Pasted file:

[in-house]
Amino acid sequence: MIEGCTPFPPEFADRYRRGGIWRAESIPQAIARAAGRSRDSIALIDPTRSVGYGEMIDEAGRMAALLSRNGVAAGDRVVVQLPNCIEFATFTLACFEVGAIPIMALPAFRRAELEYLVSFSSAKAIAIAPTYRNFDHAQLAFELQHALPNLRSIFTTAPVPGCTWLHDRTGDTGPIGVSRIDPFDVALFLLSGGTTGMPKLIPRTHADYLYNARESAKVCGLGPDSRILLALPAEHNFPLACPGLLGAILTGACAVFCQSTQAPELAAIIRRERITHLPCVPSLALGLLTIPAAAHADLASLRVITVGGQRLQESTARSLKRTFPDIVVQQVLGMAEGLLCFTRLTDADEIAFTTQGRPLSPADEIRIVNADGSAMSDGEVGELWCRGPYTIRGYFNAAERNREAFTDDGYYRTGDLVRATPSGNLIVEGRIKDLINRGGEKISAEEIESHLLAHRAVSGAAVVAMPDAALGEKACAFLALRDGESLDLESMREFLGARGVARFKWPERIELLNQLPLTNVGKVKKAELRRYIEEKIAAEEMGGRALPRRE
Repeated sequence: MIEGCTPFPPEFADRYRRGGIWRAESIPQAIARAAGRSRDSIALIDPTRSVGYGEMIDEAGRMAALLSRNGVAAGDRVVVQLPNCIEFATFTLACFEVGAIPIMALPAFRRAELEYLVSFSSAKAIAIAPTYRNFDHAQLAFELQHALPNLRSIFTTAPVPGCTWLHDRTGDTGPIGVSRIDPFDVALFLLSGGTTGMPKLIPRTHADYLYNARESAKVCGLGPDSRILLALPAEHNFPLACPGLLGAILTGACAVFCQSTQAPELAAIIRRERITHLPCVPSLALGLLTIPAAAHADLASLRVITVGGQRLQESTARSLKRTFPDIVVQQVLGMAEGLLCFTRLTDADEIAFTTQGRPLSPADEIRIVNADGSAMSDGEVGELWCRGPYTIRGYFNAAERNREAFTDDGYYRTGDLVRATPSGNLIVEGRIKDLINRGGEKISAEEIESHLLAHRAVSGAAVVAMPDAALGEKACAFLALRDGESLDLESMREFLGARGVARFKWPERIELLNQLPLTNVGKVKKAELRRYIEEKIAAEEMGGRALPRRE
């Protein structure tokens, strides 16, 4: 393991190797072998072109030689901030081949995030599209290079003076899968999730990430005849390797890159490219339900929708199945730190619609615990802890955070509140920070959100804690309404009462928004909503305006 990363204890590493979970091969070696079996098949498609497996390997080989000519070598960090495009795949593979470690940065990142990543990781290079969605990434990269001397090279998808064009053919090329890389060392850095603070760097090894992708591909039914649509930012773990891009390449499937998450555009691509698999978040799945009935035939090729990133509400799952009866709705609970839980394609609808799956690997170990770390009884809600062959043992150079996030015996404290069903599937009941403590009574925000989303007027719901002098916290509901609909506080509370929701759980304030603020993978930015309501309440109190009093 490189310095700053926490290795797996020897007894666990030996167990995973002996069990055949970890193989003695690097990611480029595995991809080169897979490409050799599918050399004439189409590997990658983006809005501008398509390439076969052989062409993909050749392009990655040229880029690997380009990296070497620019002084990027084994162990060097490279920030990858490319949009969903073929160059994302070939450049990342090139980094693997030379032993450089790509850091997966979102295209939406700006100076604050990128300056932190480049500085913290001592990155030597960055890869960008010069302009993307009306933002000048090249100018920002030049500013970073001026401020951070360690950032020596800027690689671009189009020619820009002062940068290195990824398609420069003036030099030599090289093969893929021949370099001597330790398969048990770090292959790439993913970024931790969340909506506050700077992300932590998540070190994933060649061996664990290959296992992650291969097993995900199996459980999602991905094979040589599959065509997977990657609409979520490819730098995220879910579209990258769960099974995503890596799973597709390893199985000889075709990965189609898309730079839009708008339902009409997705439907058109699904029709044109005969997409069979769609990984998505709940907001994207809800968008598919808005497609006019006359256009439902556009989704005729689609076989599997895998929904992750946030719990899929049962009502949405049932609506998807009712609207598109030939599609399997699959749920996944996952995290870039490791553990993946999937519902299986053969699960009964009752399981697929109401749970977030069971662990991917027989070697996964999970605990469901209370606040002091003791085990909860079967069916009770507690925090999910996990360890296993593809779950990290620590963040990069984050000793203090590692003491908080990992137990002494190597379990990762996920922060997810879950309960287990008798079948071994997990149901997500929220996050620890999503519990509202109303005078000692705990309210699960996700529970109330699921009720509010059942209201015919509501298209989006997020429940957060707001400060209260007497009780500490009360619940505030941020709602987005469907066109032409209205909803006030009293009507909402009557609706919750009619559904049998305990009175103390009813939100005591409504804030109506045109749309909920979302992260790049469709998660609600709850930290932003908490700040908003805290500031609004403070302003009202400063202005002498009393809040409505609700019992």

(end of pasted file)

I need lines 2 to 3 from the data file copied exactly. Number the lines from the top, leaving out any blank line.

Amino acid sequence: MIEGCTPFPPEFADRYRRGGIWRAESIPQAIARAAGRSRDSIALIDPTRSVGYGEMIDEAGRMAALLSRNGVAAGDRVVVQLPNCIEFATFTLACFEVGAIPIMALPAFRRAELEYLVSFSSAKAIAIAPTYRNFDHAQLAFELQHALPNLRSIFTTAPVPGCTWLHDRTGDTGPIGVSRIDPFDVALFLLSGGTTGMPKLIPRTHADYLYNARESAKVCGLGPDSRILLALPAEHNFPLACPGLLGAILTGACAVFCQSTQAPELAAIIRRERITHLPCVPSLALGLLTIPAAAHADLASLRVITVGGQRLQESTARSLKRTFPDIVVQQVLGMAEGLLCFTRLTDADEIAFTTQGRPLSPADEIRIVNADGSAMSDGEVGELWCRGPYTIRGYFNAAERNREAFTDDGYYRTGDLVRATPSGNLIVEGRIKDLINRGGEKISAEEIESHLLAHRAVSGAAVVAMPDAALGEKACAFLALRDGESLDLESMREFLGARGVARFKWPERIELLNQLPLTNVGKVKKAELRRYIEEKIAAEEMGGRALPRRE
Repeated sequence: MIEGCTPFPPEFADRYRRGGIWRAESIPQAIARAAGRSRDSIALIDPTRSVGYGEMIDEAGRMAALLSRNGVAAGDRVVVQLPNCIEFATFTLACFEVGAIPIMALPAFRRAELEYLVSFSSAKAIAIAPTYRNFDHAQLAFELQHALPNLRSIFTTAPVPGCTWLHDRTGDTGPIGVSRIDPFDVALFLLSGGTTGMPKLIPRTHADYLYNARESAKVCGLGPDSRILLALPAEHNFPLACPGLLGAILTGACAVFCQSTQAPELAAIIRRERITHLPCVPSLALGLLTIPAAAHADLASLRVITVGGQRLQESTARSLKRTFPDIVVQQVLGMAEGLLCFTRLTDADEIAFTTQGRPLSPADEIRIVNADGSAMSDGEVGELWCRGPYTIRGYFNAAERNREAFTDDGYYRTGDLVRATPSGNLIVEGRIKDLINRGGEKISAEEIESHLLAHRAVSGAAVVAMPDAALGEKACAFLALRDGESLDLESMREFLGARGVARFKWPERIELLNQLPLTNVGKVKKAELRRYIEEKIAAEEMGGRALPRRE